Wednesday, May 28, 2008

HOW YOU FIND THEM # 8

This one kills me; I knew about this 1915 Indian sitting in a garage, stuffed underneath a lot of boxes and furniture, which had been in one family since 1925. Dan P. got there first, since I dallied, but Dan's a good guy and has other interesting Indians, so it went to a good home.

You can't beat an original paint machine which is nearly 100 years old! This is the last year of the old style motor with inlet-over-exhaust layout and skinny cylinders. Indian produced very advanced motorcycles in the early days, with rear suspension and full electric lighting, including an electric starter (which didn't work all that well, but it was still a first). Leaf springs front and rear provided a comfortable ride over the dirt roads which were the rule back then, and a 3 speed gearbox and good clutch made riding far easier than contemporary clutchless direct belt drives still common throughout the industry until the early 1920's.

This machine has some deluxe touches, like the Corbin speedo driven from the rear wheel, and a Klaxon horn on the handlebars. It's not one of the 'electrified' models, but has an acetylene headlamp. If you look closely at the petrol and oil tanks, you'll see they used tiny filler caps - no current gas pump will fit - and pouring was usually done from a can and funnel. Long distance travel was very unusual, and gasoline was available in 1 gal. cans from your local 'dry goods' merchant - the gallon taking you perhaps 80 miles, if you were careful (and there weren't many opportunities for full-throttle work anyway). Filling stations didn't become common in the US until the late 'teens - the very first 'Filling Station' arriving on the scene in 1905. By 1914, Standard Oil had 34 stations in California, with employees wearing uniforms, and attending to the needs of motorists, filling up tanks from Bowser pumps (invented by Sylvanus Bowser in 1905).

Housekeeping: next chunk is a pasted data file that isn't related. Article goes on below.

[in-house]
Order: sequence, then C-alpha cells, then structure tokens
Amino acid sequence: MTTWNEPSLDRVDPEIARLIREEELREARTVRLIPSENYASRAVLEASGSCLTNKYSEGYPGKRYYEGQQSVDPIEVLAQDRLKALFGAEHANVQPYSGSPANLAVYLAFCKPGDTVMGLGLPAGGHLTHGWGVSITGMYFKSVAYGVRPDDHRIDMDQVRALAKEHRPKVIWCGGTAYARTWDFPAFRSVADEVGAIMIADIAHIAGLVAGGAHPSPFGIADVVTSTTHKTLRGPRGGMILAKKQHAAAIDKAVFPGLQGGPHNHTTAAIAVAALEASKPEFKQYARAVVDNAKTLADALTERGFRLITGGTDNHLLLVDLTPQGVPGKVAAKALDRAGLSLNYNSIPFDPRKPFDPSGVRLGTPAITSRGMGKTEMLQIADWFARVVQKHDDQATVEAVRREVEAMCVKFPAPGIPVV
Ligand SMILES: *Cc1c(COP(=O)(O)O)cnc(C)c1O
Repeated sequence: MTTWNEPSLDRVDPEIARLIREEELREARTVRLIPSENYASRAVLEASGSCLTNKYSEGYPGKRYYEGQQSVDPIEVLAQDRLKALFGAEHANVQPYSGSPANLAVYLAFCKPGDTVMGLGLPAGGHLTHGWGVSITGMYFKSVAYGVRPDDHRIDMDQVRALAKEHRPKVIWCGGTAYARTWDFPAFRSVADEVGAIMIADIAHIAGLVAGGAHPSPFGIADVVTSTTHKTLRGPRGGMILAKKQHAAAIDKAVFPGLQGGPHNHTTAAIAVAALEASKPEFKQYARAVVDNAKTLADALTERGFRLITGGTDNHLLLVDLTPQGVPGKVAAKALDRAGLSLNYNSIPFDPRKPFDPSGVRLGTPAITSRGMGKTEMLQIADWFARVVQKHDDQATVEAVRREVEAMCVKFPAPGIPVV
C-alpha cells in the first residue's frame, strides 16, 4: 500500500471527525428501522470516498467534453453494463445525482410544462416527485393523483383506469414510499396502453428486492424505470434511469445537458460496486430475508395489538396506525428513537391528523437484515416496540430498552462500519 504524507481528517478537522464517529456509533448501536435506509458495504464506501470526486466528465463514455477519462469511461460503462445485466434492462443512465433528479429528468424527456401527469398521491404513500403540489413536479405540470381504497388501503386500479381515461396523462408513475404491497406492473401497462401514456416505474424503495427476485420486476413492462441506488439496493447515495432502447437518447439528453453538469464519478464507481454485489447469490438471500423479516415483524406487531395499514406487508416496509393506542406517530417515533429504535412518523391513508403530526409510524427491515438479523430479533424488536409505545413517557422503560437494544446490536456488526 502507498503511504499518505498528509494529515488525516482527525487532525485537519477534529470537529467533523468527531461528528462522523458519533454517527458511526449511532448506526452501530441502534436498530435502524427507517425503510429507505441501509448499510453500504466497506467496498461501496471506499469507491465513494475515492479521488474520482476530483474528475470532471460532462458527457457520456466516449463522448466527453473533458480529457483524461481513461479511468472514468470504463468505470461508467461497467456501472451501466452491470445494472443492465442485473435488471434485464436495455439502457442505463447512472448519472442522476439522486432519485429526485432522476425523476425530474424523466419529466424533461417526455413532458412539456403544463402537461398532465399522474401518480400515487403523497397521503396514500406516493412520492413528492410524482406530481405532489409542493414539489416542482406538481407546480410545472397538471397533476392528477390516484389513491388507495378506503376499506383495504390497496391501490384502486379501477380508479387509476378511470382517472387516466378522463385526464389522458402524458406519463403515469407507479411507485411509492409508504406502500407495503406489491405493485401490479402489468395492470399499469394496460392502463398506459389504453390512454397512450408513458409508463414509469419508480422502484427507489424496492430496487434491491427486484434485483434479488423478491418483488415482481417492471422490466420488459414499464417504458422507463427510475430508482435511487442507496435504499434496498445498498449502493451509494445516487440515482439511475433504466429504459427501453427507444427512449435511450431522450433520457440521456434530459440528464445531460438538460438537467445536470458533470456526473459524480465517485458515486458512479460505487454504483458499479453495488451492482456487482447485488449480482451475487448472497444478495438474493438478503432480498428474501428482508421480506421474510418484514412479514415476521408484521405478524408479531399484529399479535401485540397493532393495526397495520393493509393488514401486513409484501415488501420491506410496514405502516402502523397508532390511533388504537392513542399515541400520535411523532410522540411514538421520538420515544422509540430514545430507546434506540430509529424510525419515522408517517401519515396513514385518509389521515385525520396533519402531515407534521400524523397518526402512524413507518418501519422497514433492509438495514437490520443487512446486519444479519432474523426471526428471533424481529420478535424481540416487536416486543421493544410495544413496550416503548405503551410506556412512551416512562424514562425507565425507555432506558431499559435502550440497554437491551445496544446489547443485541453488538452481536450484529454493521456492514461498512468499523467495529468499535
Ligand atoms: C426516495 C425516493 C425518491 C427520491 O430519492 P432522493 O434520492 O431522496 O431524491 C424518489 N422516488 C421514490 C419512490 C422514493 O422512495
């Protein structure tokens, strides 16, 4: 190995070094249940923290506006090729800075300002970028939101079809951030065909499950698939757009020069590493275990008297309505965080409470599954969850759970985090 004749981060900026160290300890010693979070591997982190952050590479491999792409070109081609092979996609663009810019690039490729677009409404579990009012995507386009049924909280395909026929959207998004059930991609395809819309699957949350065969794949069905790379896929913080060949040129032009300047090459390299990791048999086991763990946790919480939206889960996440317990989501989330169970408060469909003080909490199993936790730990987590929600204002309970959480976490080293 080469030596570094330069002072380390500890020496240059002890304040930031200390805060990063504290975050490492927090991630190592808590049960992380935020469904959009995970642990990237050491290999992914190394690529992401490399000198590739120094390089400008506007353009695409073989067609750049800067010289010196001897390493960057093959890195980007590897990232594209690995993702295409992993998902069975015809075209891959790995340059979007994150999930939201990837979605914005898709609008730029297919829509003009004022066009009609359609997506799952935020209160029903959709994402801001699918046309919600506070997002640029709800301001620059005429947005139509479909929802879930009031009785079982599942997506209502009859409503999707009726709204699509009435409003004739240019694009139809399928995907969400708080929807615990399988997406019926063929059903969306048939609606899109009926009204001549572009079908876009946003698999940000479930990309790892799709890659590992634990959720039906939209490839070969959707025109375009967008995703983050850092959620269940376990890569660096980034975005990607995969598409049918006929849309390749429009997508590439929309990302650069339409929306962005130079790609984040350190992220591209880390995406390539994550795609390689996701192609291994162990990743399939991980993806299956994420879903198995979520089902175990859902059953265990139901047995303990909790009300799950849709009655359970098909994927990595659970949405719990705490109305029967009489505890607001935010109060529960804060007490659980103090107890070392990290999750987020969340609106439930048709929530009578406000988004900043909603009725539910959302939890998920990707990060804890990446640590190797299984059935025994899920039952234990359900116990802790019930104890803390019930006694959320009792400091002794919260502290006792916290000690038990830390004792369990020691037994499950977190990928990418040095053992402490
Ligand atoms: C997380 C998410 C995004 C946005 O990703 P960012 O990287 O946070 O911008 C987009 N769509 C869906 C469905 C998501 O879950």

The craziest part has to be the original 1925 title; note the lovely 'old west' script on this official paperwork. Even the State government had a bit of style back then - our titles are simple computer printouts nowadays.


On the photo below, the long lever controls the clutch, the short one the 3-speed gearbox. The clutch wasn't simply an in-out device, but the arcuate slot has little ridges at which the lever could rest, giving a desired amount of slippage from the all-metal multi-plate clutch. Hard to imagine now, but at the time the powerful engine might cause sideslip in mud or dust or gravel, if the power was applied fully.

The Indian was a quality machine, using rods and links to control the carburetor and magneto timing, rather than Bowden cables. It's all very mechanical, complicated, and a bit fussy to maintain when those linkages begin to wear out, when the paste of road dirt and lubricating oil takes its toll.

Maybe Dan will let me have a ride on the Indian after he cleans it up; then I can commit Hara-kiri. Doh!



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